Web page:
It is a tribute album, not a reworking of old songs. Each artist puts their own touch to the songs, though some leave them closer to the way that they were originally. I personally really like Pavement, but it's a taste that most people seem to lack. So they will probably not appreciate the song as much as I do. Actually, I probably have the weirder tastes. Also a fan of Moby, both early and late, so I enjoyed his reworking of Verb. Warning though: it's more like the Moby tracks from "Everything is Wrong."
Some of the songs less touched were actually the more enjoyable tracks. Blind Melon's rendition of "Three" is wonderful and almost makes me feel like I'm listening to, say, Three Dog Night (ironic, huh?). Ween, The Lemonheads, and Better Than Ezra all do tremendous jobs keeping to the original sounds, while still making the songs their own. Same for Biz Markie's "Energy Blues." "I'm Just A Bill" is done wonderfully, and certainly gives us a different view of how the bill actually feels about all of this beurocracy.
And, hey, let's face it: Skee-Lo's "Mr. Morton" is so wonderful, I had to replay the track immediately after listening to it.
Overall, I think the album deserves four stars. Pluses: Good collection of artists reworking some of the favorite tracks, and every track is worth listening to many times. Cons: Tribute cds are just so...common.
Most recent customer reviews
A great new twist and sound on old favourites-great to be used in the classroom.Published on Feb. 22 2010 by Toadmummy
Being a huge Pavement fan, I was mostly interested in their cover of No More Kings. Their reworking of the tune is great, definately on par with their eariler work, and at the... Read morePublished on April 26 2004 by Michael Thomas Di Natale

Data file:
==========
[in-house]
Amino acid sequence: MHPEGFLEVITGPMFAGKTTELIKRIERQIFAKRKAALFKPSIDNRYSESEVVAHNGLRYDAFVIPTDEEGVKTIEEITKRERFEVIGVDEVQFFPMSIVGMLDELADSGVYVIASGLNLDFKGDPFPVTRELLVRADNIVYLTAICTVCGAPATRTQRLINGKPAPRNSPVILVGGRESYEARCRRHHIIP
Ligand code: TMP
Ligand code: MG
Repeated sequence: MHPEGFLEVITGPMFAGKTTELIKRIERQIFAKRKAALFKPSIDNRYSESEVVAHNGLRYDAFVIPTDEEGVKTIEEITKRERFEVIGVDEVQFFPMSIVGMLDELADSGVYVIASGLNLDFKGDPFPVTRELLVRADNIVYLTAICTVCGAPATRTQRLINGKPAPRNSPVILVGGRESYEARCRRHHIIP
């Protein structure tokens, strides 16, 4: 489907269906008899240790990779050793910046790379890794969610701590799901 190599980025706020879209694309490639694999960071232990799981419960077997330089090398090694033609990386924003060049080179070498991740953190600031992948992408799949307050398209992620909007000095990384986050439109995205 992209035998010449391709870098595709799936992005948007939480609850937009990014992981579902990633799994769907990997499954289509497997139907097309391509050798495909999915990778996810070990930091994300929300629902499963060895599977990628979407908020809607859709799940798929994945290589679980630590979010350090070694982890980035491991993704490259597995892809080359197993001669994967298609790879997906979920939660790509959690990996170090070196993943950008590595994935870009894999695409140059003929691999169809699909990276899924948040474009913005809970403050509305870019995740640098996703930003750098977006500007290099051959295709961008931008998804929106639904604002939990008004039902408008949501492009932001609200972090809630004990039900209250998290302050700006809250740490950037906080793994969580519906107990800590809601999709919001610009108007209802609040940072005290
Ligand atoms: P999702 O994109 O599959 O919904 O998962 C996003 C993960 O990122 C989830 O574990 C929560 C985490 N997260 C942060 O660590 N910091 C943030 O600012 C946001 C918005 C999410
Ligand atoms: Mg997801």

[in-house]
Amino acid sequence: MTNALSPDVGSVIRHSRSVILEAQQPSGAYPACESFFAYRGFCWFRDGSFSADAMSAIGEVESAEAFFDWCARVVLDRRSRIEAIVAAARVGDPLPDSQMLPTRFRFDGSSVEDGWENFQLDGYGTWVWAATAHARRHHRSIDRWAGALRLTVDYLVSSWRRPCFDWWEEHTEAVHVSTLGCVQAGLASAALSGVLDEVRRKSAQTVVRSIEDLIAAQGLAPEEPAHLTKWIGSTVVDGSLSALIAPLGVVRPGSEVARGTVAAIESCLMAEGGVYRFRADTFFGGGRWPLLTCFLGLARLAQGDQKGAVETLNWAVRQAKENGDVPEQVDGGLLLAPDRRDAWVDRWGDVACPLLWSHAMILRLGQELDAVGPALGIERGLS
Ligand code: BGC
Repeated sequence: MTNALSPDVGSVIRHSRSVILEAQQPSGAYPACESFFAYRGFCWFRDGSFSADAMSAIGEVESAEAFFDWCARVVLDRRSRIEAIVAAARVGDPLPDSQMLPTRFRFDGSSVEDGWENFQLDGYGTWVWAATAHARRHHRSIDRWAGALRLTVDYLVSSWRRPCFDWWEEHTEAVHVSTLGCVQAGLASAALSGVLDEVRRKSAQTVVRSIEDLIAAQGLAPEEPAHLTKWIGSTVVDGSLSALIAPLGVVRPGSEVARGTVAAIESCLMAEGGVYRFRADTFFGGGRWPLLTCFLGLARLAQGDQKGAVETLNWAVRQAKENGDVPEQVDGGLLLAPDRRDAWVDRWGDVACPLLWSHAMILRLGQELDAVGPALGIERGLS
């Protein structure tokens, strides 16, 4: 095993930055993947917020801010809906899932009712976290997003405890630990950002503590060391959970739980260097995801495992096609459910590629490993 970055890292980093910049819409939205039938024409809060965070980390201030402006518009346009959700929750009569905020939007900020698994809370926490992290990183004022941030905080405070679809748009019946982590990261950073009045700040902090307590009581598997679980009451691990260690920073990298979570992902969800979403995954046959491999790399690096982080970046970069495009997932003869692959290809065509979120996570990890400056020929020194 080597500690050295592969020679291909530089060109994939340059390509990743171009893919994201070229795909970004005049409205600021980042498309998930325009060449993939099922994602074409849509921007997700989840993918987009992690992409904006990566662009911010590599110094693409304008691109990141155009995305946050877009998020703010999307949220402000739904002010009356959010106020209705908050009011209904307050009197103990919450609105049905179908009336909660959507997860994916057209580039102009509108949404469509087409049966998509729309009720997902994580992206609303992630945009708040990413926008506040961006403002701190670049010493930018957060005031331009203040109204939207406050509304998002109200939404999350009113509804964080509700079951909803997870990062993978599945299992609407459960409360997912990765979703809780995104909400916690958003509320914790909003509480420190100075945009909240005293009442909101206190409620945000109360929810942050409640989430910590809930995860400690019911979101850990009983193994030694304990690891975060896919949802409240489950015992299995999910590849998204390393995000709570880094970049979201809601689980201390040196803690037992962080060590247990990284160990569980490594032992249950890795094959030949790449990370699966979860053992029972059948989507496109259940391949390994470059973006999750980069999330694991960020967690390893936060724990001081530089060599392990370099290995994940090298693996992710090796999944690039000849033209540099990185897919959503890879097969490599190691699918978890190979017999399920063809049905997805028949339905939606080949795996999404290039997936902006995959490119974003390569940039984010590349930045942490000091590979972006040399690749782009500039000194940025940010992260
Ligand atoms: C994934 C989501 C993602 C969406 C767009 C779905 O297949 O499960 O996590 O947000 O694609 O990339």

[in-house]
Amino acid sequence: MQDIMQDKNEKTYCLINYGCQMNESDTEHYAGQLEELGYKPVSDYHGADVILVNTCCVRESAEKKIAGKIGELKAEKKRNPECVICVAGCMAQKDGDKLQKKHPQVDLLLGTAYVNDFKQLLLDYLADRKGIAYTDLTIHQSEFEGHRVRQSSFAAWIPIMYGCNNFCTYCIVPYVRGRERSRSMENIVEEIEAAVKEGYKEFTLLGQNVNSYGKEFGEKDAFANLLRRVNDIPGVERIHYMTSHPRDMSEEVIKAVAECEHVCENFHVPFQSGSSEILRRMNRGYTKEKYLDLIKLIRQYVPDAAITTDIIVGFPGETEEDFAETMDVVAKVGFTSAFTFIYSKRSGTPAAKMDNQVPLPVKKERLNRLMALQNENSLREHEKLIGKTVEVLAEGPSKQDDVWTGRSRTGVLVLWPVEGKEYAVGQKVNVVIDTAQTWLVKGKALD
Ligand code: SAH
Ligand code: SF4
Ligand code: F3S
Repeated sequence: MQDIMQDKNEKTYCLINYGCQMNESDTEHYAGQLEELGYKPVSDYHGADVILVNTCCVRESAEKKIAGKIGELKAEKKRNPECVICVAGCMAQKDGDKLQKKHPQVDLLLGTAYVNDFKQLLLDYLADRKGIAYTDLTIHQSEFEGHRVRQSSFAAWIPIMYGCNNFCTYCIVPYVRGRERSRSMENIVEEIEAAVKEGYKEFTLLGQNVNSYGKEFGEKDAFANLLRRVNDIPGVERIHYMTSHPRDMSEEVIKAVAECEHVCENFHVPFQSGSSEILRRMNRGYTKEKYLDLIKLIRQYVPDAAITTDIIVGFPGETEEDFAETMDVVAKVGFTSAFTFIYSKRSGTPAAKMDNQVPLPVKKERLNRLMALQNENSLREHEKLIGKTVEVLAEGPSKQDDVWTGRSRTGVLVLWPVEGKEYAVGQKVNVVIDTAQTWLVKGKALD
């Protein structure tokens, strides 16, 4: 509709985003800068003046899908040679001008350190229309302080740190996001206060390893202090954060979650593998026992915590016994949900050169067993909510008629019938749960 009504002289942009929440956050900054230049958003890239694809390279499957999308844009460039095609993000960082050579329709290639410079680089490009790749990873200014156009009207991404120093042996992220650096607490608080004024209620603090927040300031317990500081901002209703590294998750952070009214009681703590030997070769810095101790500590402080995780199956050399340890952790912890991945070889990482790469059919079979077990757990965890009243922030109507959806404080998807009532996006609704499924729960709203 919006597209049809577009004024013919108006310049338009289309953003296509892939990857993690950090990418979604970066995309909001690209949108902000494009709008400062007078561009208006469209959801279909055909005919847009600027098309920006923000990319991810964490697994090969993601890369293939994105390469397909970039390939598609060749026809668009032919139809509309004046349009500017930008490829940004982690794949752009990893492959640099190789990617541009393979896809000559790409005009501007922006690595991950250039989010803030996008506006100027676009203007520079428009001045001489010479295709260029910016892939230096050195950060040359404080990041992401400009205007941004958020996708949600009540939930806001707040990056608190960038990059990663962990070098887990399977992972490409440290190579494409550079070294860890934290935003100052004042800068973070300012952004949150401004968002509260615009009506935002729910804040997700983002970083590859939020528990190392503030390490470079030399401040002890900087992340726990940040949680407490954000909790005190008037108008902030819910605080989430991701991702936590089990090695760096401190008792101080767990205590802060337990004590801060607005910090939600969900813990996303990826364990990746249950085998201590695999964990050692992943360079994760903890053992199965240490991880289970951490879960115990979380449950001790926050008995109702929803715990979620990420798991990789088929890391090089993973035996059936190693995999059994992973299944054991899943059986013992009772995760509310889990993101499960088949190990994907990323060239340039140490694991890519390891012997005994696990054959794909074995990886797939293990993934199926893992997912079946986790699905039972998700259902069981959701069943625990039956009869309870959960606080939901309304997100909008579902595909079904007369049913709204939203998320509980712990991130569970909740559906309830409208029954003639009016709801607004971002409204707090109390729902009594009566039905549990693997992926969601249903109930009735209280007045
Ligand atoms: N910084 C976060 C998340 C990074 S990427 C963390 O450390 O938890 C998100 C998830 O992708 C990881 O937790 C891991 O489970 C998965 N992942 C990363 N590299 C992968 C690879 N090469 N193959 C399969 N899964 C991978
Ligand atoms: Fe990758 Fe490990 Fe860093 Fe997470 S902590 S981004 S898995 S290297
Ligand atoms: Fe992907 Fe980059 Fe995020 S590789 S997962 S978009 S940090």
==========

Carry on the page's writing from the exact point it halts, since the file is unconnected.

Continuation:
The album features contemporary acts covering Schoolhouse Rock songs. All of them are good, with the notable exception of Pavement's dirge-like version of "No More... Read morePublished on Aug. 10 2003 by Johnny Heering
Worth buying just to hear the Mr. Morton track, by Skee-Lo, I also liked Blind Melon (w/Shannon) doing 3 is a Magic Number. Read morePublished on April 5 2003 by Kelly K. Coyle
As a throwback to 1973 on, I really liked this CD but couldn't help wishing it was full of the original songs and not bands from the 1990s (and I wasn't even familiar with all of... Read morePublished on Dec 7 2002 by momazon
Unlike those who have been shocked by the high reviews for this album, I'm shocked by the low reviews. Read morePublished on Nov. 28 2002 by seoulbrother
The music of the series was a "Jim Croce" type folk music. It was usually light and friendly. This "music", (fortunately I only spent $$$used) is poorly executed, flatly sung,... Read morePublished on Nov. 15 2002 by J. Martin
Wow. I love it. First of all it has some of my favorite bands: Pavement, Better than Ezra, the Lemonheads, Blind Melon, and the like. Read morePublished on Oct. 12 2002
In my opinion : Having owned the great School House Rock original videos and soundrtrack, this was a disappointment! Read morePublished on Aug. 8 2002